Last Updated: Friday - 09/24/2010
May 6, 2002
Canadian aid often finances disater
WCR columnist Hank Zyp has suffered a stroke and is currently in the University of Alberta Hospital. We encourage his readers to pray for his recovery.
Early April, CBC's Disclosure aired a program which featured CIDA-INC's involvement in the building of a dam in Belize.
The project is located in the middle of a pristine jungle and engineered by the Canadian company Fortis which has a virtual monopoly on energy delivery in Belize.
In response to local protests, another Canadian company, AMEC, supervised the environmental assessment, with alleged instructions to recommend approval.
We like to think of foreign aid as humanitarian assistance, alleviating poverty.
Major development projects are the worst offenders, and tend to create major disasters for the poor.
The misery these projects create for the local, often indigenous, populations is justified by their presumed benefit to the greater economy.
The real beneficiaries however, are Canadian businesses who receive CIDA or EDC assistance to bring our technological know how to the underdeveloped nations in the hope that the benefits will trickle down to the backward masses.
The negative effects of these mega development schemes, impacting native populations throughout the world, include dispossession of ancestral land, flooding of sacred sites, deforestation and destruction of traditional agriculture, and loss of sustenance fisheries.
Even more horrendous is the fact such projects often come paired with military protection of corporate property and violent loss of life.
This is not the first disastrous development scheme Canada has promoted.
The Three Gorges dam in China received U.S.$155.5 million from Canada for a feasibility study.
The project will flood an area 660 km long and displace anywhere between 1.3 and 2 million people.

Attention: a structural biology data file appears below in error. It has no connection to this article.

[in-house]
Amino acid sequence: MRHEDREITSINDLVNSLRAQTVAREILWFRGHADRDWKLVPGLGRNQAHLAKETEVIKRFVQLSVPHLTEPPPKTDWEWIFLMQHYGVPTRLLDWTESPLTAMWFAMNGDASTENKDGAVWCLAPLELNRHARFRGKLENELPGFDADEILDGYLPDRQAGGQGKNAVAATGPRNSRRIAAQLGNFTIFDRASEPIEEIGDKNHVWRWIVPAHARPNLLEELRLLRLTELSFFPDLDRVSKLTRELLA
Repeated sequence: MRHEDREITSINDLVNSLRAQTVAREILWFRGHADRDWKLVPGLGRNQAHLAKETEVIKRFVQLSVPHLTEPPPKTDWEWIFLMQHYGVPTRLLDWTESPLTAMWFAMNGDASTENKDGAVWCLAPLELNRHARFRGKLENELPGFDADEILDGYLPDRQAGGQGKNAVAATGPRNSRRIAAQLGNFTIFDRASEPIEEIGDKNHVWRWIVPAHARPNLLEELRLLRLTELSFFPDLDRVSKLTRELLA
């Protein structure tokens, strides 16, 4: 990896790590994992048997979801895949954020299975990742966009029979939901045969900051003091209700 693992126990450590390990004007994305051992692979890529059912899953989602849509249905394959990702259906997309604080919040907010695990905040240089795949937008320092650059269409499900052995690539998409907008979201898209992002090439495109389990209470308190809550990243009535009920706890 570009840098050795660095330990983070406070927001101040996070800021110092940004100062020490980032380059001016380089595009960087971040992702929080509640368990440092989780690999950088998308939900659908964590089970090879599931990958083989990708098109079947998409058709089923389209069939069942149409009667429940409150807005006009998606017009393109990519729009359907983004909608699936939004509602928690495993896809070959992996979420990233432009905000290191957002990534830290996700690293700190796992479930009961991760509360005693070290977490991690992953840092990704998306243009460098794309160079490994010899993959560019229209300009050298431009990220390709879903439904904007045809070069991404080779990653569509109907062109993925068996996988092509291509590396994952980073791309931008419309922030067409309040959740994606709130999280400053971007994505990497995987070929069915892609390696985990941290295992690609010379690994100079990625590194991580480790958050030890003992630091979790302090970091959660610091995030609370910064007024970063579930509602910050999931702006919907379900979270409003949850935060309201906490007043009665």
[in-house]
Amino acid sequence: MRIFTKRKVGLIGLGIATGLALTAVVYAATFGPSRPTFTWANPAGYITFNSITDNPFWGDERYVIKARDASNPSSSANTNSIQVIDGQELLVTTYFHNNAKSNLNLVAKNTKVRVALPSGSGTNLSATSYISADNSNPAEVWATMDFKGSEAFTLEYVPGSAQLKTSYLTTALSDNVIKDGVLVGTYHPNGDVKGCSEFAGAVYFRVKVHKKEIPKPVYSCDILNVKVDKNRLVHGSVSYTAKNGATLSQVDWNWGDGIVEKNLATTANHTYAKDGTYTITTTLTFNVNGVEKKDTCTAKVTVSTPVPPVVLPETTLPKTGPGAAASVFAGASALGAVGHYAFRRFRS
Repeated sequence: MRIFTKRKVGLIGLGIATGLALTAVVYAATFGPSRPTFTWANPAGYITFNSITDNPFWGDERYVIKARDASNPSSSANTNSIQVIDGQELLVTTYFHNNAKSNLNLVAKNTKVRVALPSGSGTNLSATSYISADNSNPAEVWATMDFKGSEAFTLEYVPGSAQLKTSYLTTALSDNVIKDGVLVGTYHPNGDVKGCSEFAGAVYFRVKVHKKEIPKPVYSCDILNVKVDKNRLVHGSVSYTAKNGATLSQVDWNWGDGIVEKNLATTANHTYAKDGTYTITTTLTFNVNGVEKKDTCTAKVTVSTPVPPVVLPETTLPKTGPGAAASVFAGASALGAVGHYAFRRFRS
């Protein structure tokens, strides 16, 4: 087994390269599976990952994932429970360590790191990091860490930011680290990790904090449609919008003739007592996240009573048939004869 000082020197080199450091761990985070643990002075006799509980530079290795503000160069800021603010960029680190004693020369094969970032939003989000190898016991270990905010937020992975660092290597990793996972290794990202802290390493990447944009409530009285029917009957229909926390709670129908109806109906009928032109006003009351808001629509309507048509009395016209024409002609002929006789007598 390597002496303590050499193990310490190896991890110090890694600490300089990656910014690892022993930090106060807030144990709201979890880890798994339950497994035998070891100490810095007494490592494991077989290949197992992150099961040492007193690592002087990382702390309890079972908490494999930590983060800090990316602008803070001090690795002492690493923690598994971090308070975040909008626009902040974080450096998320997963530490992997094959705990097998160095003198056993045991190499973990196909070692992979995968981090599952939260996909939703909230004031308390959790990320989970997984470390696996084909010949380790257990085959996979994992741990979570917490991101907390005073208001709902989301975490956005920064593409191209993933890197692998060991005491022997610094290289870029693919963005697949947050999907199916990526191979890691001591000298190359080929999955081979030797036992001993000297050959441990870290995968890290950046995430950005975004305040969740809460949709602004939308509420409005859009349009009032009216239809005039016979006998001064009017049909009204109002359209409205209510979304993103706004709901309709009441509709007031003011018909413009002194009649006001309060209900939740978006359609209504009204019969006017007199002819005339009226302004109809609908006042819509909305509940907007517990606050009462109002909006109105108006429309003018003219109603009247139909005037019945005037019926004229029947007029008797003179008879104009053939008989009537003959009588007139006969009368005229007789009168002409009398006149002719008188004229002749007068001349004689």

In 1995, a Canadian owned gold mine in Guyana spilt 3.2 billion litres of cyanide and heavy metal effluent in the country's main waterway, endangering the health of 23,000 people and killing the fish.
Canada's Export Development Corporation, a publicly owned financial institution, provides funding or insurance to Canadian companies to take advantage of lucrative development opportunities to export goods and services abroad.
From 1993 to 1999, its volume of business tripled from $11.7 billion to over $40 billion according to the Halifax Initiative, a coalition of faith and social justice groups.
One such funded project was the Marcopper mine in the Philippines, where a massive spill in 1996 forced the evacuation of five villages and resulted in a total loss of aquatic life.
A similar accident occurred in 1998 at a Canadian funded mine in Kyrgystan, where two tonnes of cyanide spilled into a river.
Two died and six hundred people were hospitalized.
EDC provided U.S.$18.2 million for the construction of the Urra Hydro project in Colombia, destroying the traditional food supply of the indigenous Embera Katio people.
Natives protesting the dam have been killed by paramilitary groups with links to the Colombian army.
Kimy Pernia Domico, a leader of the Embera Katio tribe, came to Canada in 1999 to testify before the Standing Committee on Foreign Affairs and Trade about the devastating effect the dam had on his people.
Kimy came back to Canada in 2001, to participate in FTAA protests in Quebec city.
When he returned to his native Colombia, he was abducted and is assumed killed.
So much for benefiting the poor.
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